by Dorsey Bass
Written for Issues and Elections: Electoral Politics (LARTS 344, Fall 2010)
Polarization in the American political arena seems to be on everyone’s mind these days. Experts are divided on the causes of this problem, or indeed, whether it is really a problem at all. Morris Fiorina, professor of political science at Stanford University and co-author of “Polarization in the American Public: Misconceptions and Misreadings,” argues that polarization is largely the result of noisy activists and elites, and that the majority of Americans have remained as moderate as ever. Others, such as Alan Abramowitz and Kyle Saunders, authors of “Why Can’t We All Just Get Along? The Reality of a Polarized America,” argue that there is a widening gap between conservatives and liberals, red states and blue states, rural evangelicals and secular city dwellers. Abramowitz offers convincing evidence that there has been a shift in the American public’s political views, but argues that this shift is much more complicated than a simple divide between Republicans and Democrats. The cause of this so-called political polarization is a complex mix of cultural, religious, and racial issues and tensions.
Abramowitz’s strongest evidence is in the divide between religious and secular voters. Data from the 2004 National Exit Poll show a significant gap between white regular churchgoers and white secular voters on a range of issues including abortion, gay marriage, and the Iraq War. Evidence gathered from this poll also shows that “among white voters, two variables measuring religious beliefs and practices, church attendance and born-again or evangelical identification, were more strongly correlated with party identification and presidential candidate choice than any other social characteristic including income, education, gender, marital status, and union membership” (Abramowitz 15). Furthermore, the religious/secular divide has increased among whites since the 1950s; Abramowitz concludes that “[t]he religious divide is now much deeper than the class divide in American politics” (16).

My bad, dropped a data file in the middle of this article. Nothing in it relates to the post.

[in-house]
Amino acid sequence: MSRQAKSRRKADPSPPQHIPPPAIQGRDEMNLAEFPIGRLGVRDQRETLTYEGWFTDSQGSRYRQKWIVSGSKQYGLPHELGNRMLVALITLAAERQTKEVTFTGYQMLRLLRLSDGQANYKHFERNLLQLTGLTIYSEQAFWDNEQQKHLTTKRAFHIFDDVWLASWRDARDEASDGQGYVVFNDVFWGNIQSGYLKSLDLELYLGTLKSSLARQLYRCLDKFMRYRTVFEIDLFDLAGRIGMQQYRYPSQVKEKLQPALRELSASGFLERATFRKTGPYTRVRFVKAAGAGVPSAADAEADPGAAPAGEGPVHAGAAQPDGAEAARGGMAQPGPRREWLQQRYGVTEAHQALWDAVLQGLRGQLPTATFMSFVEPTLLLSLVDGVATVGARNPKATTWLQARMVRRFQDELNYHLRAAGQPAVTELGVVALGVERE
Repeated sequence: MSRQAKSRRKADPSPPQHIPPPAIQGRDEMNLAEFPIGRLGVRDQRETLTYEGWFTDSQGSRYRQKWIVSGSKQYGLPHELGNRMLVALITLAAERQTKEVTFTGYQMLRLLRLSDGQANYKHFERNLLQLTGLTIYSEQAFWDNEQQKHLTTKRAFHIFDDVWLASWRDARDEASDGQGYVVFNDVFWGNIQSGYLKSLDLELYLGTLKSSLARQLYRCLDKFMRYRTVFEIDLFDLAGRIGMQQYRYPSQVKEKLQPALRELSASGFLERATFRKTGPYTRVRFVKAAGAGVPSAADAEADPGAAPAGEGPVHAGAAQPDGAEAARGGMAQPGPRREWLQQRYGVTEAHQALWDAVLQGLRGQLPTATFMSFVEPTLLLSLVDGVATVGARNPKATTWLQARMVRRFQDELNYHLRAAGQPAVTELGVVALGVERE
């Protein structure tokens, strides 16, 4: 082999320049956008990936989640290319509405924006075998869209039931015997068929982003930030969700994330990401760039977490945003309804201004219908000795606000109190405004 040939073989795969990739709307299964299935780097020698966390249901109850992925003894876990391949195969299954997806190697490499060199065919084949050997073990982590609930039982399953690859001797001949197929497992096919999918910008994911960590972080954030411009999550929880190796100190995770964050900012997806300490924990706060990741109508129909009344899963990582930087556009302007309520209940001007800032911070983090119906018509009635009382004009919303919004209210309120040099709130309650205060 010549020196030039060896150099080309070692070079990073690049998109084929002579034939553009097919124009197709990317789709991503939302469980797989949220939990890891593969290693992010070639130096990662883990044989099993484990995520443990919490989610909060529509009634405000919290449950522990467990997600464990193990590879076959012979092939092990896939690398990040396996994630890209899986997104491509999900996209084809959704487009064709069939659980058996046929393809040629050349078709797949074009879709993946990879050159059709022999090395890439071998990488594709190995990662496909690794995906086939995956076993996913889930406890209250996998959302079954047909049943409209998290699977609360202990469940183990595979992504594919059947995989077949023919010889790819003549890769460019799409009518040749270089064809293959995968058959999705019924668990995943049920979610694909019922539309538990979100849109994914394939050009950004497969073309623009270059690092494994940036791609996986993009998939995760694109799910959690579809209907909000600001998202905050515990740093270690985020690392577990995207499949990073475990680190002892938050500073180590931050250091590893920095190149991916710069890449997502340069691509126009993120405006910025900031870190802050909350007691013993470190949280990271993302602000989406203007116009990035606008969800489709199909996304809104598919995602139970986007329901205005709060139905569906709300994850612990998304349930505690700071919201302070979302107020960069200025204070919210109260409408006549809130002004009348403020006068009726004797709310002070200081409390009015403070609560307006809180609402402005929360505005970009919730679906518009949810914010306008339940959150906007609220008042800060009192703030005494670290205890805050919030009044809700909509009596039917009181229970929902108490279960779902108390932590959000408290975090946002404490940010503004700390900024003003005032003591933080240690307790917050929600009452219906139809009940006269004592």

In many respects, this trend makes a lot of sense—there has been a resurgence of evangelical Christianity in the past few decades, and of course evangelicals generally support conservative positions on social issues such as gay marriage and abortion. If religion is the basis of—or at least the strongest contributing factor to—polarization, then polarization would appear to be a cultural phenomenon rooted in religion: even if polarization extends well beyond the born-again and/or evangelical crowd, it is the presence of those evangelicals and the influence of their views that is driving the shift.
From an ideological standpoint, however, this explanation falls short. Evangelical Christianity generally takes a clear and conservative position on social issues such as abortion and LGBT rights, but not on economic or foreign policy issues (with the possible exception of support for Israel). If a cultural divide rooted in religion were the cause of political polarization is the US, one would expect polarization to exist primarily in social issues rather than issues of economic and foreign policy. This may be true to some extent, but Abramowitz’s research suggests that polarization extends across a much broader set of issues, and that both ideological identification (liberal vs. conservative) and the alignment of that identification with liberal or conservative positions on a variety of issues has increased substantially since 1972 (7). So if polarization on non-social issues does not come from evangelical Christianity itself, even if it is an influence, where does it come from?